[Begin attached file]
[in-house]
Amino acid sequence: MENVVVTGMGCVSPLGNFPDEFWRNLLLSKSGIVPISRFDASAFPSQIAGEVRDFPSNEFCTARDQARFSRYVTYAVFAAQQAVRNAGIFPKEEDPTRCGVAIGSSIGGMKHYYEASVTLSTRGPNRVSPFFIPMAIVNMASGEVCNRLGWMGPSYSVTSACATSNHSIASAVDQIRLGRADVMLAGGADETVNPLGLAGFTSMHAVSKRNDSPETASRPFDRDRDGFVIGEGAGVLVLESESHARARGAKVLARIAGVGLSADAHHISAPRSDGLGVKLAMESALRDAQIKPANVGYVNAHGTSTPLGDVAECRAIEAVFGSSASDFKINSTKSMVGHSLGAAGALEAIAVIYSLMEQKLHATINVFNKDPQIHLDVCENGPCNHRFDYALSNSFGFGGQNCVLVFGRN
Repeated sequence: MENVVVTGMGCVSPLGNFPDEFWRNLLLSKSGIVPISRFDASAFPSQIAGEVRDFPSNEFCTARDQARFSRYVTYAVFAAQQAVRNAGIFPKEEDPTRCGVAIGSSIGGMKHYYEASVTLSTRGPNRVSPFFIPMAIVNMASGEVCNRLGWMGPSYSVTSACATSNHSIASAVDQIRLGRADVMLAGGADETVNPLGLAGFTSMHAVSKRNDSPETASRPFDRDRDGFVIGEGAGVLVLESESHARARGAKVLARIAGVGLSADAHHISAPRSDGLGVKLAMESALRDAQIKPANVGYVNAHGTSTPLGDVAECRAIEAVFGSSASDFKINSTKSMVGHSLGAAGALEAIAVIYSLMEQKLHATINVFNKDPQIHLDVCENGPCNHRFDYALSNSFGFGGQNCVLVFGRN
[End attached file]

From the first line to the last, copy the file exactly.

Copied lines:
[in-house]
Amino acid sequence: MENVVVTGMGCVSPLGNFPDEFWRNLLLSKSGIVPISRFDASAFPSQIAGEVRDFPSNEFCTARDQARFSRYVTYAVFAAQQAVRNAGIFPKEEDPTRCGVAIGSSIGGMKHYYEASVTLSTRGPNRVSPFFIPMAIVNMASGEVCNRLGWMGPSYSVTSACATSNHSIASAVDQIRLGRADVMLAGGADETVNPLGLAGFTSMHAVSKRNDSPETASRPFDRDRDGFVIGEGAGVLVLESESHARARGAKVLARIAGVGLSADAHHISAPRSDGLGVKLAMESALRDAQIKPANVGYVNAHGTSTPLGDVAECRAIEAVFGSSASDFKINSTKSMVGHSLGAAGALEAIAVIYSLMEQKLHATINVFNKDPQIHLDVCENGPCNHRFDYALSNSFGFGGQNCVLVFGRN
Repeated sequence: MENVVVTGMGCVSPLGNFPDEFWRNLLLSKSGIVPISRFDASAFPSQIAGEVRDFPSNEFCTARDQARFSRYVTYAVFAAQQAVRNAGIFPKEEDPTRCGVAIGSSIGGMKHYYEASVTLSTRGPNRVSPFFIPMAIVNMASGEVCNRLGWMGPSYSVTSACATSNHSIASAVDQIRLGRADVMLAGGADETVNPLGLAGFTSMHAVSKRNDSPETASRPFDRDRDGFVIGEGAGVLVLESESHARARGAKVLARIAGVGLSADAHHISAPRSDGLGVKLAMESALRDAQIKPANVGYVNAHGTSTPLGDVAECRAIEAVFGSSASDFKINSTKSMVGHSLGAAGALEAIAVIYSLMEQKLHATINVFNKDPQIHLDVCENGPCNHRFDYALSNSFGFGGQNCVLVFGRN